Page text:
This isn't a textbook. It provides not an education in the subject but a vision of what astrophysics is. If you treat it sort of like a textbook, and write down ideas that interest you as you go along, you'll gather fodder for any further studies you might wish to carry out. That's the kind of thing I've done all my life.

Monday, December 18, 2017

Growing up unique

kw: book reviews, science fiction, space opera, child prodigies

Fiction authors frequently write to explore. I first recognized this while reading one of Isaac Asimov's Robot stories, in which stories he explored the boundaries of the Three Laws of Robotics. He had hinted at them in Robbie and first stated them clearly in I, Robot. Years later I realized he was also exploring the boundaries of neurosis. As I learned of his life, including what he wrote in several memoirs, I understood that he was profoundly neurotic and he used his characters—the ever-more-perfect and godlike robots in contrast to the all-too-faulty humans—to work through the ramifications of neurosis in himself.

I have read novels by Orson Scott Card for about thirty years, beginning with Ender's Game. I don't know if I have read all the Ender series books. I did read all of the Homecoming books, and it is more than clear that in those Card is exploring the boundaries of morality and altruism. His character Nafai is pathologically altruistic.

When I read Ender's Game I wasn't ready for it. I was a mere 40-year-old. I took it at face value, as a coming-of-age novel in a space opera setting. Speaker for the Dead and other Ender series books also left me bemused. Now, just this year, more than thirty years later, Children of the Fleet adds another layer to the Ender saga, and I think I am beginning to understand.

The children in this novel, including the protagonist, Dabeet Ochoa, resemble those in earlier books in that they think rather consistently at an adult level, and perform certain adult tasks, though with some limitations because they are, after all, mostly pre-teens. None has yet hit the pubertal growth spurt, so they wear child-sized space suits, for example.

I was forcibly struck in this novel (and in retrospect, in Ender's Game) that Ender and Dabeet are victims of profound child abuse. Each is massively distorted from what he might have been in a more usual environment. Ender completed his mission, one supplied by others without his knowledge, by becoming the "Xenocide", the one responsible for annihilating the Formics, an insectile alien species. Dabeet's mission is only partly concealed, and he initially conceals it from others. In carrying it out, he brings life, not death (except indirectly, to a couple of all-too-human evildoers), and he prevents massive death.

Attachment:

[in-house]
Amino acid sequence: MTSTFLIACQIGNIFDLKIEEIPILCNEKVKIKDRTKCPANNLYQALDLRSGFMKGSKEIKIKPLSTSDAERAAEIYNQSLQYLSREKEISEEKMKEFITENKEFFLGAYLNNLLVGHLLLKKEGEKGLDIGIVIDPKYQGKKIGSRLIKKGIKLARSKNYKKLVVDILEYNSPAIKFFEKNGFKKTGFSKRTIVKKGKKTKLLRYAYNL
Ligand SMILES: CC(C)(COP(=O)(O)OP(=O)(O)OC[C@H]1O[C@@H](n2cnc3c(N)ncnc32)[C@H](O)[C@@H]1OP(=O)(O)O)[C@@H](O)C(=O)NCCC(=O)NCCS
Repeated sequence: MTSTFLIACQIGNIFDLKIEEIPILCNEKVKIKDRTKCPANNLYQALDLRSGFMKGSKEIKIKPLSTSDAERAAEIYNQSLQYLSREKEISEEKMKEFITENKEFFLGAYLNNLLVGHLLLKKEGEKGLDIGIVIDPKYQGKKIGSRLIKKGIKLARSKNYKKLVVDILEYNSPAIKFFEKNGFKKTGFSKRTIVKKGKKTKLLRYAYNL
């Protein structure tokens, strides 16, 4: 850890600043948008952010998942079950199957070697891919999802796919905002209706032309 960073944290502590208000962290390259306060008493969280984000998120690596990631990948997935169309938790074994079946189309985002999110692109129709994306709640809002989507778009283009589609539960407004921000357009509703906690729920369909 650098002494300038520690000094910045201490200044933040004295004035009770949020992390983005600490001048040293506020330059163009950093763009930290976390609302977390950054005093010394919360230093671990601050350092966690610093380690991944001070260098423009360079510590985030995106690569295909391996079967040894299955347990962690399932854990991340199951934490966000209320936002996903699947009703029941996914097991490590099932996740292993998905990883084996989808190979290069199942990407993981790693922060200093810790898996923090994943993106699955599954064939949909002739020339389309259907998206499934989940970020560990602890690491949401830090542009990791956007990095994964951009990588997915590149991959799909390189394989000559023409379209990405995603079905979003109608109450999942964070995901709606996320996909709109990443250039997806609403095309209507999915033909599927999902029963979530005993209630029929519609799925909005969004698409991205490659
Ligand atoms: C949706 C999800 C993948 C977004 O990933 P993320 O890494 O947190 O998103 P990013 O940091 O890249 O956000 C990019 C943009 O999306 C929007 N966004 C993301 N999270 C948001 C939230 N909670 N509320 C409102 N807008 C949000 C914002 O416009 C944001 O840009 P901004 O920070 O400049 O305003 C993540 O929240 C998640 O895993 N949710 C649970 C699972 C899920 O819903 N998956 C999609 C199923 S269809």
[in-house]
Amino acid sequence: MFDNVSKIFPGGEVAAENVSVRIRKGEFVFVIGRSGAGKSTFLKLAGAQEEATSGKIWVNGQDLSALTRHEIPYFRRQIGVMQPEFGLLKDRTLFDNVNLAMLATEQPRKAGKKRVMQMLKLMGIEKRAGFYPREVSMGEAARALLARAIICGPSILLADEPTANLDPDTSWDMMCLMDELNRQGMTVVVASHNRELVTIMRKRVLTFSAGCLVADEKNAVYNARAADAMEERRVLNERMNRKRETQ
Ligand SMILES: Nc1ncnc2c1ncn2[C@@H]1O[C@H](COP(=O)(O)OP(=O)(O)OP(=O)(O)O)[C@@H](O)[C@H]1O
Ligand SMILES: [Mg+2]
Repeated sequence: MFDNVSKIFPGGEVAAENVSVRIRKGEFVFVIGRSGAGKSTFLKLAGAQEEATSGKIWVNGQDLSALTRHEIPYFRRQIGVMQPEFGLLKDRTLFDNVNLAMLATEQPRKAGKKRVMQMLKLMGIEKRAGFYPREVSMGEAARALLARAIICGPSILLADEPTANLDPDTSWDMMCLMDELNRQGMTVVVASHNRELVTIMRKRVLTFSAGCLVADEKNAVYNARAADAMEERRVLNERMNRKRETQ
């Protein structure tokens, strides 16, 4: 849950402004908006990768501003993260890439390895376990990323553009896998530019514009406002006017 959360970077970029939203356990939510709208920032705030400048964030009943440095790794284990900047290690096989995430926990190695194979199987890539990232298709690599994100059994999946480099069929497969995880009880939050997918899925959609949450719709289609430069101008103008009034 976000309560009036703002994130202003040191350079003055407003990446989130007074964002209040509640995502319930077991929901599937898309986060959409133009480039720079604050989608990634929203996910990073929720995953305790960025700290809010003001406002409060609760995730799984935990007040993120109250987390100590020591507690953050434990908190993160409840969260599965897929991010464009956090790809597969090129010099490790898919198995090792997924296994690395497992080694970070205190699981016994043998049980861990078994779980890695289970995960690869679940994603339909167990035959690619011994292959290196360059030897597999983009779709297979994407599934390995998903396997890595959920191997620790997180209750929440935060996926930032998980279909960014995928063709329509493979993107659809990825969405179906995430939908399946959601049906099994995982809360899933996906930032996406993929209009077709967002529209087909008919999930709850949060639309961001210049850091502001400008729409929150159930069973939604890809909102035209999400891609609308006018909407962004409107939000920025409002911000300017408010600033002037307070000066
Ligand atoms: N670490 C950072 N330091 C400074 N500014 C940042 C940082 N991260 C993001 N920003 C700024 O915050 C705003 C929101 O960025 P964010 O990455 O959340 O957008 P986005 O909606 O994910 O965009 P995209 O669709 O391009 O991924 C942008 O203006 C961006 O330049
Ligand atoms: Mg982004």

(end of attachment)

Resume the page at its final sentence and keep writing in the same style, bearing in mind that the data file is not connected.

Rather than dig further into the novel, I want to riff on the meaning of intelligence. We all think we know what intelligence is, but if asked to describe it, none can do so. For a few generations, tests of IQ (Intelligence Quotient) were thought to measure it, but they really tend to measure a small collection of cognitive and memory feats that are more machinelike than I care for. I wonder how the supercomputer Watson would fare on a Stanford-Binet test.

Further, the meaning of IQ has changed over the years. Originally, an IQ test was used with children ten years old and under, to compare their performance with sixteen-year-olds. I don't know how the test was normed (normalized), but apparently youngsters of ages between six and sixteen were tested to establish the "normal" performance of each year cohort. Then higher or lower performance could be compared with these norms to establish an IQ score: 100 for "normal for one's age". Based on the scatter displayed within each cohort, a Gaussian distribution was fitted and a standard deviation of 16 (later 15) was applied. So, when I was given an IQ test in third grade, at age 7, and my IQ score was 170, that supposedly meant that, in the memory and cognitive skills that were measured, I was performing at the level of a 12-year-old (11.9 to be precise). All I knew at the time was that, having begun to learn to read on my own when I began first grade as a 5-year-old (I turned 6 three months later), as a third grader I was indeed reading books usually seen in the book bags of seventh graders.

But how do you measure the IQ of an adult? When I was 20 did I have the "smarts" of a 34-year-old? Does such a question even have meaning? I think not. Others who considered cognitive psychology their calling thought about this quite deeply, and re-normed the test, making the standard deviation (σ) meaningful as a measure of scarcity. Thus, in any Gaussian distribution, the p statistic for ±2σ is 0.9545, or about 21/22. With σ = 15 and a mean of 100, the range ±2σ is from 70 to 130. So if you have a "normal" group of 44 people, one is likely to have an IQ of 70 or less, and one is likely to have an IQ of 130 or more.